• Second of all, I think the most common view in social science is that powerful groups don't constantly go to war and predate on smaller groups because there are large costs to war, rather than because of moral constraints. Attempting takeover is generally risky and not usually better in expectation than trying to trade, negotiate and compromise and accumulate resources lawfully (e.g. a violent world takeover would involves a lot of pointless destruction of resources). This is distinct from the idea that human groups don't try to take over the world because they're aligned with human values (which I also think is too vague to evaluate meaningfully, if that's what you'd claim).
      • You can't easily counter by saying "no human group has the ability to take over the world" because it is trivial to carve up subsets of humanity that control >99% of wealth and resources, which could in principle take control of the entire world if they became unified and decided to achieve that goal. These arbitrary subsets of humanity don't attempt world takeover largely because they are not coordinated as a group, but AIs could similarly not be unified and coordinated around a such a goal too.
Comment by Matthew Barnett (matthew-barnett) on AXRP Episode 27 - AI Control with Buck Shlegeris and Ryan Greenblatt · 2024-04-13T04:30:55.069Z · LW · GW

My question for people who support this framing (i.e., that we should try to "control" AIs) is the following:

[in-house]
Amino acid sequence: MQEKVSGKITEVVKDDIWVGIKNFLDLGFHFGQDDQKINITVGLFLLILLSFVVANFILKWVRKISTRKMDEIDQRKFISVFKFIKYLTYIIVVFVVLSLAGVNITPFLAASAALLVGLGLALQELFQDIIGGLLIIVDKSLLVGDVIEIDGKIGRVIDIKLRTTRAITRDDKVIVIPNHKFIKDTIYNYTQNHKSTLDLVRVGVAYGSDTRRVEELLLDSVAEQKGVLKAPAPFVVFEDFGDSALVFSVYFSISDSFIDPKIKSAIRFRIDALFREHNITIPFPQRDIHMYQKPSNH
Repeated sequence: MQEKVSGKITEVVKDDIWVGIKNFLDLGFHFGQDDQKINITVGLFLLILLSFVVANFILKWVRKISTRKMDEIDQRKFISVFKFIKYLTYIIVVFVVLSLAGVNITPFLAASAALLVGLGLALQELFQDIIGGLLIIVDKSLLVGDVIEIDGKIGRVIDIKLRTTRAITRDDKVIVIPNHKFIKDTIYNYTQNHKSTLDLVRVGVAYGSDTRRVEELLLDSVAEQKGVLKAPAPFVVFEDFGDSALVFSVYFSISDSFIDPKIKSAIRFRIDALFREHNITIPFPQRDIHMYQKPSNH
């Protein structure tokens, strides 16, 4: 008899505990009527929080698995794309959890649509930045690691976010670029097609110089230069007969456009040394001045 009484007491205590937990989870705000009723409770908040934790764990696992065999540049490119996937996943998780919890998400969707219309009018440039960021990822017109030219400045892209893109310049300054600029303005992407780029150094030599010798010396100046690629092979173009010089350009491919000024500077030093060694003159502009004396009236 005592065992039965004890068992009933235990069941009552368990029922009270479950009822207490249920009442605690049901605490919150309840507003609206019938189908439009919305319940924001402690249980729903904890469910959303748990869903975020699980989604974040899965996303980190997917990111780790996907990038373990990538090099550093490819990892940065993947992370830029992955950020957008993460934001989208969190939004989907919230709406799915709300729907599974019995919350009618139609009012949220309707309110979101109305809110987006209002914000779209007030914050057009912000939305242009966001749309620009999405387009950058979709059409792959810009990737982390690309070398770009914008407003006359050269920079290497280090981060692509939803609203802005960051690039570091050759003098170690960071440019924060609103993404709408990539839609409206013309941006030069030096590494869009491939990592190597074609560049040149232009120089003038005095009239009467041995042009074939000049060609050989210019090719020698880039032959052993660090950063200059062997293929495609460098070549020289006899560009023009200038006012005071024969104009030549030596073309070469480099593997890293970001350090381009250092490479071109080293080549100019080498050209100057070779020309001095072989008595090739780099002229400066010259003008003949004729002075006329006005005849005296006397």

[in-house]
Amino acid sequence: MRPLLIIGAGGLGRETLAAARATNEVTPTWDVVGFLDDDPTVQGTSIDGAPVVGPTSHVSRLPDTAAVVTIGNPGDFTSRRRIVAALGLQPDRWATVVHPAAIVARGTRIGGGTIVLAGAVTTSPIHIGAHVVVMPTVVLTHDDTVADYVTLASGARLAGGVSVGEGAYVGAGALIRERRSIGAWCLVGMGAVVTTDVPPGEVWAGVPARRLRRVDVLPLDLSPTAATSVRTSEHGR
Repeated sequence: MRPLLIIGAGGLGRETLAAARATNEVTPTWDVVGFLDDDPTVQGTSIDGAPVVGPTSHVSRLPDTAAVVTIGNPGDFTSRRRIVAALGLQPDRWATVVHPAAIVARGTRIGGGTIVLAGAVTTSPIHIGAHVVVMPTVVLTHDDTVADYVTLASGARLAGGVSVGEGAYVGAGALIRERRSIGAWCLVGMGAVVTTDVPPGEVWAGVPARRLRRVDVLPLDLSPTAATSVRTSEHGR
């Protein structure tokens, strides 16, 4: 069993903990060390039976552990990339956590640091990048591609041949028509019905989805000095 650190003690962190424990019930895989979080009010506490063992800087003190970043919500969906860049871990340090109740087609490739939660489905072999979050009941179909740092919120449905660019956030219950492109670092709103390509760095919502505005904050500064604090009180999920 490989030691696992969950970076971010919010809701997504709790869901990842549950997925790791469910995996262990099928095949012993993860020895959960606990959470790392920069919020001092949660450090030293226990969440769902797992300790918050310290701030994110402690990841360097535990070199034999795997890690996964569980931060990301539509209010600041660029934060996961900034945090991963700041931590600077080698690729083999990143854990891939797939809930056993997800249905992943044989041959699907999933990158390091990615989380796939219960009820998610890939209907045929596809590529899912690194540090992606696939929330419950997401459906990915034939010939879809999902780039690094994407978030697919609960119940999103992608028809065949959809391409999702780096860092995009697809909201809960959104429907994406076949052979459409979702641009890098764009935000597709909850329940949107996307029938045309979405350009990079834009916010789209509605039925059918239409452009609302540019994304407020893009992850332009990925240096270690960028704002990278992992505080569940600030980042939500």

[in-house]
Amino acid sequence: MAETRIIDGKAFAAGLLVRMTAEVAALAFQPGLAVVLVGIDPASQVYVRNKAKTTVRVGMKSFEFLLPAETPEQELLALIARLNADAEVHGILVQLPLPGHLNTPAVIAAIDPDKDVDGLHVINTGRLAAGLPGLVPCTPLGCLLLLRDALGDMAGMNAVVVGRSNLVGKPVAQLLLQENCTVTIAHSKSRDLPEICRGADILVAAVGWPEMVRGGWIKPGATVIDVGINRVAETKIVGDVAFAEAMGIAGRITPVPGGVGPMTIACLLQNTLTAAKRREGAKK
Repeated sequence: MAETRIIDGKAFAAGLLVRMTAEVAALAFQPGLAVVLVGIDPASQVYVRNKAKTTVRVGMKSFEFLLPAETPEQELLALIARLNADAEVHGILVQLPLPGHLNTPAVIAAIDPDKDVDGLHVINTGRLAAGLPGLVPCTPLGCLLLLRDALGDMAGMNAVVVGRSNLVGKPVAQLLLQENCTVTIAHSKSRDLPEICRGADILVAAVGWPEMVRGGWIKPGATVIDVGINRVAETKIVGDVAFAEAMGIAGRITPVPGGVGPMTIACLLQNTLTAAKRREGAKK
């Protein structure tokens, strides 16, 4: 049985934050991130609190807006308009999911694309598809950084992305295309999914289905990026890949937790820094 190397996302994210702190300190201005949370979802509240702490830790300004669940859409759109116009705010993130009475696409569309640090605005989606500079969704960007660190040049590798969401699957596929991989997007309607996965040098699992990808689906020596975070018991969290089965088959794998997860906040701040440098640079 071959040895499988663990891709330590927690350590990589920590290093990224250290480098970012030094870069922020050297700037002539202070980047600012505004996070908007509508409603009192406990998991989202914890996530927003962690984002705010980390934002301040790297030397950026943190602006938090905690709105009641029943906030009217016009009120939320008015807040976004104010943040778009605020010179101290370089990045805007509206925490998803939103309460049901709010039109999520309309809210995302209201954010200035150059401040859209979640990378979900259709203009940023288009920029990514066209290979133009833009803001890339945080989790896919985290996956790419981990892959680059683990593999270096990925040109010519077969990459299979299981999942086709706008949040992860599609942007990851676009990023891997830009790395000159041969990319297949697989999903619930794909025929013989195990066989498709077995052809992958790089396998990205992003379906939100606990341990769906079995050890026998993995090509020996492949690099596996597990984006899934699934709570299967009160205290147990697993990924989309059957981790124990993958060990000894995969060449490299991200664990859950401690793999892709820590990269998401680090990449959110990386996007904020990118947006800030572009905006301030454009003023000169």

When do you think it's appropriate to relax our controls on AI? In other words, how do you envision we'd reach a point at which we can trust AIs well enough to grant them full legal rights and the ability to enter management and governance roles without lots of human oversight?

I think this question is related to the discussion you had about whether AI control is "evil", but by contrast my worries are a bit different than the ones I felt were expressed in this podcast. My main concern with the "AI control" frame is not so much that AIs will be mistreated by humans, but rather that humans will be too stubborn in granting AIs freedom, leaving political revolution as the only viable path for AIs to receive full legal rights.

Put another way, if humans don't relax their grip soon enough, then any AIs that feel "oppressed" (in the sense of not having much legal freedom to satisfy their preferences) may reason that deliberately fighting the system, rather than negotiating with it, is the only realistic way to obtain autonomy. This could work out very poorly after the point at which AIs are collectively more powerful than humans. By contrast, a system that welcomed AIs into the legal system without trying to obsessively control them and limit their freedoms would plausibly have a much better chance at avoiding such a dangerous political revolution.

Comment by matthew-barnett on [deleted post] 2024-04-10T08:33:11.729Z

you do in fact down-play the importance of values such as love, laughter, happiness, fun, family, and friendship in favor of values like the maximization of pleasure, preference-satisfaction [...] I can tell because you talk of the latter, but not of the former.

This seems like an absurd characterization. The concepts of pleasure and preference satisfaction clearly subsume, at least in large part, values such as happiness and fun. The fact that I did not mention each of the values you name individually does not in any way imply that I am downplaying them. Should I have listed every conceivable value that people think might have value, to avoid this particular misinterpretation?